Fonts are used everywhere such as in headlines or unique pairings in your next projects. To inspire you to think outside the box, we spoke to Fernando Mello from the Monotype studio and wanted to share what we learned about his views on Font Pairings.
Typefaces play an important role in the graphic design and typography world. They are the basic elements which bring meaning to content, and choosing different fonts for a project which pair well has always been one of the greatest challenges in graphic design.
Recommendations are rightly often based around the idea of contrasting different fonts rather than conflicting them – but what exactly defines a working contrast of two typefaces? There aren’t, and shouldn’t be strong rules or dogmas in design, and there is always a potential to bring your own visual preferences to play.
The number of different fonts we have at our disposal and the possibilities of matching them is countless, and the initial confusion over which fonts to select is only heightened by this fact. It is more important to look carefully at the type designs you are selecting, study their details in depth and make your own judgement towards good combinations of fonts for your own purposes, rather than to follow any recipes.
The truth is, rules are only there to be broken! Scroll down to see Fernando Mello take on some of the myths and look at our selection of fonts on sale and start making your own rules.
Often designers say that mixing different typefaces in the same design is a terrible mistake. This may be true in some cases but actually it depends.
In the example above we have 4 different typefaces working well together in a coherent hierarchy. FS Aldrin in the main heading, FS Pimlico for the large numbers, FS Dillon for the sections, and FS Silas Slab for the body text. They work well together because each one is used for a different section of the piece.
Using the same family throughout your whole design is of course possible and often works well, but can rule out potential pairs.
In the example above FS Silas Sans and FS Silas Slab are used throughout the layout above making use of its different weights and variants, creating a concise hierarchy consisting of running text set in the slab version, and sub-heads and titles in the sans version.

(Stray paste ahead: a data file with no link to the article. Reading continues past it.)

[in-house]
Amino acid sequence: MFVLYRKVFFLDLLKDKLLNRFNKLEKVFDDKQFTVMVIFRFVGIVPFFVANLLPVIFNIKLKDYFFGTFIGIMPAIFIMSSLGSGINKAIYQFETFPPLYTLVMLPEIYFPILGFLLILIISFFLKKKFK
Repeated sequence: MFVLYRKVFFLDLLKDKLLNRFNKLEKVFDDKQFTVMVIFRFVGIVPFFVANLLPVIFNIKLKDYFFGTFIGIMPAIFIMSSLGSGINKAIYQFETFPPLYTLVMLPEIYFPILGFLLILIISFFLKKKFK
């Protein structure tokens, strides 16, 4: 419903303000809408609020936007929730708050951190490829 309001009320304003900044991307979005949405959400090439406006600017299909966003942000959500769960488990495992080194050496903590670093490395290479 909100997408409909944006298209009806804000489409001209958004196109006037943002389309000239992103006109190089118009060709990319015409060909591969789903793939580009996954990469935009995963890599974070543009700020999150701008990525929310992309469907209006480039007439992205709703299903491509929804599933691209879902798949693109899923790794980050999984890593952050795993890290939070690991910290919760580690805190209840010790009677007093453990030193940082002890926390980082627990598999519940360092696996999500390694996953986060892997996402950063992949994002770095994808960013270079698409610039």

Another common belief and an apparently obvious rule of thumb, is that mixing two very similar type designs in the same layout is a primary error, as the reader might notice the slight differences and think it is a mistake.
The layout above shows FS Albert Narrow for titles and FS Me for the main text. FS Me was selected for its accessible characteristics, but as it doesn’t have a narrow version, FS Albert Narrow was brought in for the titles. Both families follow a similar structure and skeleton, but they do not conflict when used together.
Designer Simon Lamb selected some of his favorites from this sale to come up with his own pairings. Fonts used are as follows: from the left to right and top to bottom - Applied Sans, Blacker Sans, Magdelin, Masiva, Blom, Applied Sans, Anaphora, Cream, Joanna Sans Nova, Mohr, Bunday Sans, Bunday Slab, Applied Sans, Ainslie Sans.
Macklin, Wakerobin, Morandi and Applied Sans are trademarks of Monotype Imaging Inc. and may be registered in certain jurisdictions. Joanna Sans Nova is a trademark of The Monotype Corporation registered in the United States Patent and Trademark Office and may be registered in certain jurisdictions. Scala is a trademark of Monotype GmbH registered in the U.S. Patent and Trademark Office and may be registered in certain other jurisdictions. FF is a trademark of Monotype GmbH registered in the U.S. Patent and Trademark Office and may be registered in certain other jurisdictions. PMN Caecilia Sans is a trademark of Monotype Imaging Inc. registered in the U.S. Patent and Trademark Office and may be registered in certain other jurisdictions. FS Aldrin, FS Pimlico, FS Dillon, FS Silas Slab, FS Brabo, FS Lucas, FS Silas Sans, FS Albert, FS Me, FS Millbank, FS Sally a registered trademark of Fontsmith. Bunday Sans, Bunday Slab are trademarks of Buntype.
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